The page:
Main stage was Wango’s saddle-span roof – a big purple affair that managed to keep the rain and wind off us all weekend.
Last night Homebase held a charity dinner for key staff and suppliers, in aid of the Teenage Cancer Trust.
This was a relatively small affair with a simple set, a rear-projected 4:3 screen, 4 ways of radio mics and some lights on stands.
Christopher Biggins (of Celebrity Jungle fame) is an ambassador for the Teenage Cancer Trust, and was on site to host a charity auction, which he carried off with much aplomb – including selling 13 bog-standard plastic buckets for £100 a piece.
Lots of cash for a good cause.
The English Chamber Orchestra don’t normally need a sound engineer – especially when playing in a concert hall.
On the 4th Feb they travelled up the M40 from London to Warwick, and where hosted in Butterworth Hall at the Warwick Arts Centre, as part of their Concert Series 2011/12.
I was on hand to provide some sound reinforcement for a pre-show Q&A session with solo pianist Derek Han. The evening juxtaposed the work of Bach and Glass and the contrasts of this where discussed during the talk, with questions from the audience (who had braved the snow to attend).
The full program for the concert was:
Bach – Brandenburg Concerto No. 3
Glass – Company
Bach – Piano Concerto in G Minor, BWV1058
Glass – Symphony No. 3 (3rd movement)
Bach – Violin Concerto
Glass – Suite from The Hours
Jimmy Carr is a hard working man. This event is the fourth time I worked on his shows – in various roles as lighting engineer, sound engineer and stage hand.
This time round I was working the sound desk as he entertain the students (and locals) at Warwick Arts Centre.
Technically the show is pretty simple – a couple of lightings states, a screen and projector, and a couple of microphones. However, when the show is one bloke and one microphone, it’s important that that one microphone works.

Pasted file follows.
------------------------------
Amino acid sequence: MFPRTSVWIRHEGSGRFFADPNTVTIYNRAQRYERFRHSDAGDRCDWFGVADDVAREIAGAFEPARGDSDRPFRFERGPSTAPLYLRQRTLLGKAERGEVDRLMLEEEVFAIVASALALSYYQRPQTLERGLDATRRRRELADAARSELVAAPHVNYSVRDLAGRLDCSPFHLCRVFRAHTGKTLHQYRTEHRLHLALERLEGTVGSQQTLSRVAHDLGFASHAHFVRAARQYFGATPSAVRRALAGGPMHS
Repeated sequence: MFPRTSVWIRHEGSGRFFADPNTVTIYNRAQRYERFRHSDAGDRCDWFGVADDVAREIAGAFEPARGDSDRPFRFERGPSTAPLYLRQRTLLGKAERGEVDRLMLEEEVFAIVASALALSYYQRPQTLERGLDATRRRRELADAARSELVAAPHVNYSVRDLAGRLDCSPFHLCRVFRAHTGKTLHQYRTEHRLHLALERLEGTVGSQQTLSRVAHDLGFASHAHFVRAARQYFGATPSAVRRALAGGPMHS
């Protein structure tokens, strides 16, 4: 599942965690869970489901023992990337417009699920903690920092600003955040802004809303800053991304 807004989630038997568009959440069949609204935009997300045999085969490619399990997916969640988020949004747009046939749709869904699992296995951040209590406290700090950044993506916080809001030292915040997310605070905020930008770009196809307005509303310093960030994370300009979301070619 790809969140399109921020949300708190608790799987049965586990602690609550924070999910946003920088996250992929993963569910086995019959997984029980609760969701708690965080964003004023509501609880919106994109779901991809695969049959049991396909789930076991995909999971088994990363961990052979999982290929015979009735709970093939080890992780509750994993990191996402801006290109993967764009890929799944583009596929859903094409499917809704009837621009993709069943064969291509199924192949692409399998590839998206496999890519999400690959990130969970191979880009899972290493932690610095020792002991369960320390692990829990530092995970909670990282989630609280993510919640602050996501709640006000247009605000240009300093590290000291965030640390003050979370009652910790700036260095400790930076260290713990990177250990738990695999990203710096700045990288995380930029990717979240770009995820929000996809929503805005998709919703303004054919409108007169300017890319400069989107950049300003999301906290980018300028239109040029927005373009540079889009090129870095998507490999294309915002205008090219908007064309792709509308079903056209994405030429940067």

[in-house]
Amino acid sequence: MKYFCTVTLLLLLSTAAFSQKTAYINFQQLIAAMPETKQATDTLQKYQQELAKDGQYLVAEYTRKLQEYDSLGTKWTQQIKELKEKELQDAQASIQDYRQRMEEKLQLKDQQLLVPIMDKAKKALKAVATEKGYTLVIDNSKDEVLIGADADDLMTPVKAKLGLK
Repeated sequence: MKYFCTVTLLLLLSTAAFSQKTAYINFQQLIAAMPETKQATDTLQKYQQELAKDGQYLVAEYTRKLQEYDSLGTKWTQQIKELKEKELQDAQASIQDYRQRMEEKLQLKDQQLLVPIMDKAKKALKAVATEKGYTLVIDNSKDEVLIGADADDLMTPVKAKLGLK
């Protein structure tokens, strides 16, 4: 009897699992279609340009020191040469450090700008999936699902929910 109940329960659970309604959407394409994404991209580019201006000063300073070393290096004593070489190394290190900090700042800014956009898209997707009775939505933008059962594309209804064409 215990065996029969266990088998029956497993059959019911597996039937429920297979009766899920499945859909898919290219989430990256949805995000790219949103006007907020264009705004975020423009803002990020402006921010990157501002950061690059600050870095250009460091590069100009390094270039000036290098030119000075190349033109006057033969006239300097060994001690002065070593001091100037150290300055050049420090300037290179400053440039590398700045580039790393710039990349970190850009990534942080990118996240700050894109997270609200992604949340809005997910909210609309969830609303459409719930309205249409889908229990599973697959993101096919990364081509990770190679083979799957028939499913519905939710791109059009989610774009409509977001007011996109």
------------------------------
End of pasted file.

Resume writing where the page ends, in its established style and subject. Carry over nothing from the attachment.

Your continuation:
Last week was spent in rural Norfolk at Walsingham, the Christian pilgrimage site. Two large events were running simultaneously – the Roman Catholics were running the New Dawn conference near the Shrine of Our Lady, while the Anglicans staged their Youth Pilgrimage a little closer to the village itself.
While I’ve been working at the Anglican site for a while now, this was the first time providing technical services for New Dawn as well. A weekend of travel, rigging and cabling got both sites ready for Monday morning, and then I was responsible for the sound and lighting at New Dawn for the duration of the event.
Myself and Tim (also working on sound) provided PA reinforcement for 1800 worshippers in a 100m x 30m tent with live bands, pre-recorded sections, daily mass and guest speakers to juggle.
With a single Soundcraft MH3 to mix from we rapidly filled the desk, providing 4 outputs to the PA, 6 monitor mixes, a hard-of hearing induction loop, a separate English feed for a Czech translator, foldback to induction loop for the translation system, record outputs and centre fills.
A simple lighting system was rigged and remained largely static for the duration of the event. A combination of ruched drapes and LED batten uplighters helped create a stately feel to a temporary tent.
PA: 4 stacks of KF730 with 2x SB730 and 4x KF730 per stack. Lab Gruppen amplification and UX880 processing.